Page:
Bo Jensen continued to search for ways to improve the workflow and the customer experience. While writers would copy and paste standard copy between documents, content reuse was low. Updating copy involved scrolling through multiple long FrameMaker documents to find areas that need to be updated.

Most importantly, relying on PDF documents created in FrameMaker limited the customer experience. Customers who wanted their questions answered needed to go to the website, download a lengthy PDF and scroll through the guide until they found the information they were looking for. Bo Jensen wanted to give customers an easier way of getting the answers they need on any device.

Several years ago, Bo Jensen heard about a new trend in documentation that sounded like the solution Grundfos was looking for: structured DITA XML content. But finding the right component content management system (CCMS) for DITA content was no easy task. Bo Jensen required a web-based system that would make it easier to perform updates, check systems and collaborate with writers anywhere.

After a false start with another CCMS that was not up to Grundfos standards, Bo Jensen heard about XML Documentation for Adobe Experience Manager. As Grundfos was already using Adobe Experience Manager to manage its website, executives jumped on the idea of maximising existing investments for documentation content.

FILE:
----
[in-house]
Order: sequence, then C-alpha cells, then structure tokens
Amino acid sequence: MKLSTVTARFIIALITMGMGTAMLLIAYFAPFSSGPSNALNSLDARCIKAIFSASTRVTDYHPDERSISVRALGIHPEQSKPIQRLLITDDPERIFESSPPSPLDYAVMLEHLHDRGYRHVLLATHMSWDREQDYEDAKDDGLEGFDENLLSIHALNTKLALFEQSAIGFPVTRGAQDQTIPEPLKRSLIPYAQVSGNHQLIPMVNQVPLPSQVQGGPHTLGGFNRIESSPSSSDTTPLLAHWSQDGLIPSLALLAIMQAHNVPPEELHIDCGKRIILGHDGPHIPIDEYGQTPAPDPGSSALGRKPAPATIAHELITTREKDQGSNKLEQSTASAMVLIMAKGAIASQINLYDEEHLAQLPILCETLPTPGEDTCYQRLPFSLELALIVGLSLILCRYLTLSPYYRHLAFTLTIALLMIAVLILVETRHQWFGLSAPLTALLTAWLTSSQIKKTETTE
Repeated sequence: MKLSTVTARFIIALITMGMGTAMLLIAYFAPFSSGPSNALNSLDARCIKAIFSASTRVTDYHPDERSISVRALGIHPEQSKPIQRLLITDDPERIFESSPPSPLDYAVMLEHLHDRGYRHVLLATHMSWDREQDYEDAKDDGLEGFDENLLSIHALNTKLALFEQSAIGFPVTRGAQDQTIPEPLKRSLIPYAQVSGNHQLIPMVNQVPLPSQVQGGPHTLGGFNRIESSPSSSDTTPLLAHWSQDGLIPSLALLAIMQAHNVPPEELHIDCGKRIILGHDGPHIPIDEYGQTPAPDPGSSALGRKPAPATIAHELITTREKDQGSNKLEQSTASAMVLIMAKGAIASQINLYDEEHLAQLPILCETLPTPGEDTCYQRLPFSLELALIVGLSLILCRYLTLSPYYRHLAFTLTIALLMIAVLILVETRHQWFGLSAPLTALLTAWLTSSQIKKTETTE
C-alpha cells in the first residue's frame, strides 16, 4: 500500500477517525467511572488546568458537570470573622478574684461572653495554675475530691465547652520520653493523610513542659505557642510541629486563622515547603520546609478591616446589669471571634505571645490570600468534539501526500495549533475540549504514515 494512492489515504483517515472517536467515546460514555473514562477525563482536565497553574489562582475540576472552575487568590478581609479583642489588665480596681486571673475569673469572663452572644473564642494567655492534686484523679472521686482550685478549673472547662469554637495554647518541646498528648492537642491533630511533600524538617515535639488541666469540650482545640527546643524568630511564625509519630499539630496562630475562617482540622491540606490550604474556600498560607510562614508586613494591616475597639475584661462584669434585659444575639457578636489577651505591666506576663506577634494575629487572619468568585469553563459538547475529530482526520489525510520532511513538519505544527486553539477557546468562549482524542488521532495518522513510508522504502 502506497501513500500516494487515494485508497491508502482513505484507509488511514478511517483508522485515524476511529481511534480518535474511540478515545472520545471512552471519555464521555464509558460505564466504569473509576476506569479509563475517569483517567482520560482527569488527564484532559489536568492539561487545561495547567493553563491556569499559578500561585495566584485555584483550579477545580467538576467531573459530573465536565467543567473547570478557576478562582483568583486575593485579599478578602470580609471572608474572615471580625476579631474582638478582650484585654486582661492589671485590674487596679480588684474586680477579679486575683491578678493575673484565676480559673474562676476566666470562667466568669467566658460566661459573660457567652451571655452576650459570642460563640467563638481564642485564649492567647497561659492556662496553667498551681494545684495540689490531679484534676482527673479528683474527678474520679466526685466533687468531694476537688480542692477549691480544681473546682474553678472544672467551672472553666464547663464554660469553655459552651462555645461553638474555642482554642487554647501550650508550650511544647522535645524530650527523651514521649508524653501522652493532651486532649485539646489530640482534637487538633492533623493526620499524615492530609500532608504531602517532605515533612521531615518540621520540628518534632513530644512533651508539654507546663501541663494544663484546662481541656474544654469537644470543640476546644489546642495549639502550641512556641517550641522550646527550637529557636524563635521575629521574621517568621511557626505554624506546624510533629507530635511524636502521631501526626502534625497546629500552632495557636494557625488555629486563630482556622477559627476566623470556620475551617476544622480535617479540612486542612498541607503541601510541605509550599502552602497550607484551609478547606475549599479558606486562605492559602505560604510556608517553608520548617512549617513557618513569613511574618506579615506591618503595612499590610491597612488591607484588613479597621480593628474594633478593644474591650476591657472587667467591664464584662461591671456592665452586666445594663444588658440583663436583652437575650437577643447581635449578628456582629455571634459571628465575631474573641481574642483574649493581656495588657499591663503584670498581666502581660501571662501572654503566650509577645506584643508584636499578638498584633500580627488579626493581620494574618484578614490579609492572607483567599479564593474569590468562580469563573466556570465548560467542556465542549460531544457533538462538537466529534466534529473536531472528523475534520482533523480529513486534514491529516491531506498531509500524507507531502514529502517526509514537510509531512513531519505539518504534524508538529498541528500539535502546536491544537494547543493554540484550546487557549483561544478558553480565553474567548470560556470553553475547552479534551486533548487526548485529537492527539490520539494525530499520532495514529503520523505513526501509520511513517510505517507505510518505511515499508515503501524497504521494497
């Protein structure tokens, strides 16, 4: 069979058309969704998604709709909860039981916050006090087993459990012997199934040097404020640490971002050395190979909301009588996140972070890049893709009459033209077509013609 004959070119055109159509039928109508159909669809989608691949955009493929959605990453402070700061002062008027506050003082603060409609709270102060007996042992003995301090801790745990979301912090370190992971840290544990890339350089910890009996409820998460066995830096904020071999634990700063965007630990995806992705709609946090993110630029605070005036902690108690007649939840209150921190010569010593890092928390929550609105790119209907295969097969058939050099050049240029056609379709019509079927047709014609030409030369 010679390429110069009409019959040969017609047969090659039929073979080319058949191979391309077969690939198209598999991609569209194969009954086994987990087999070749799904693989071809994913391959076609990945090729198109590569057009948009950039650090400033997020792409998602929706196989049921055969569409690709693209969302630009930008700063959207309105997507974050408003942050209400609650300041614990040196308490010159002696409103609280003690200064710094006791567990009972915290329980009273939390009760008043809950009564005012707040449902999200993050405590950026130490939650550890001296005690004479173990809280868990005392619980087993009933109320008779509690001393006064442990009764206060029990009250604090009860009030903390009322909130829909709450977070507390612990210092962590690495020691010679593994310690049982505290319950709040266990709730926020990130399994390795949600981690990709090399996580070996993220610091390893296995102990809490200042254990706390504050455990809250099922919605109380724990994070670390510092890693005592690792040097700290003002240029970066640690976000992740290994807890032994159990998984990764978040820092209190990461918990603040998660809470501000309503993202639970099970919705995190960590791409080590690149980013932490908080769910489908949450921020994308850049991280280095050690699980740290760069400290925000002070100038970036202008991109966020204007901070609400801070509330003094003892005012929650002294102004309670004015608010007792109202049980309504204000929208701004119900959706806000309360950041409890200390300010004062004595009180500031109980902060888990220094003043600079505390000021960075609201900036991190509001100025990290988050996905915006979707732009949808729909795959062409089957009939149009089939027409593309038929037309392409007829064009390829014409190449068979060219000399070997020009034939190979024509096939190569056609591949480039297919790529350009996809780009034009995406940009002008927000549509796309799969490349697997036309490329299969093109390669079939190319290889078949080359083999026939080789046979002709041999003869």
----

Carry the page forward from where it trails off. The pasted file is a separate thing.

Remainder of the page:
“XML Documentation for Adobe Experience Manager was still a new application at the time, but I trusted Adobe,” says Bo Jensen. “I knew that Adobe could make the application everything that we needed in a CCMS. I have been extremely impressed at the work Adobe puts into continuously improving XML Documentation for Adobe Experience Manager.”

Focusing on improving content for customers

Grundfos now creates all content in DITA format. The company developed a built-in migration tool to help convert all existing FrameMaker files into DITA so that content can be added to the CCMS and reuse across documents. Writers love working with the web editor in XML Documentation for Adobe Experience Manager, which makes it simple for people to create and edit files online.

“I’m a big advocate for cloud-based authoring, especially for a disperse team like ours,” says Bo Jensen. “Writers can create, update and review content from anywhere and edits are automatically applied to every system inside the company. It makes it much easier to collaborate and share work with not only other writers, but other departments.”

Working in DITA format, technical writers don’t need to worry about layout, style or design. With a click of a button, the fast DITA-OT rendering engine in XML Documentation for Adobe Experience Manager turns content into DITA Merge XML files. These DITA Merge XML files can be turned into any type of output based on pre-designed stylesheets, from PDF files to HTML content and more.